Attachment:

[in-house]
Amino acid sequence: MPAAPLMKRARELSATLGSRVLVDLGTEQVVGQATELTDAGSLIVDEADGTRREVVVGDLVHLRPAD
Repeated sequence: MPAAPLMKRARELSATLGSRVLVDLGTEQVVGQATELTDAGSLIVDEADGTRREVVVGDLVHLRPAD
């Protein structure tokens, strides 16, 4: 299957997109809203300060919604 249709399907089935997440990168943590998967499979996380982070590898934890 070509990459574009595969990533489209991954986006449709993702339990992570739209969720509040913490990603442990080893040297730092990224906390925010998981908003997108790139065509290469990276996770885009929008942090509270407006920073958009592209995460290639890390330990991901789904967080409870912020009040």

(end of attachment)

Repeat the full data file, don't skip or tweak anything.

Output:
[in-house]
Amino acid sequence: MPAAPLMKRARELSATLGSRVLVDLGTEQVVGQATELTDAGSLIVDEADGTRREVVVGDLVHLRPAD
Repeated sequence: MPAAPLMKRARELSATLGSRVLVDLGTEQVVGQATELTDAGSLIVDEADGTRREVVVGDLVHLRPAD
């Protein structure tokens, strides 16, 4: 299957997109809203300060919604 249709399907089935997440990168943590998967499979996380982070590898934890 070509990459574009595969990533489209991954986006449709993702339990992570739209969720509040913490990603442990080893040297730092990224906390925010998981908003997108790139065509290469990276996770885009929008942090509270407006920073958009592209995460290639890390330990991901789904967080409870912020009040």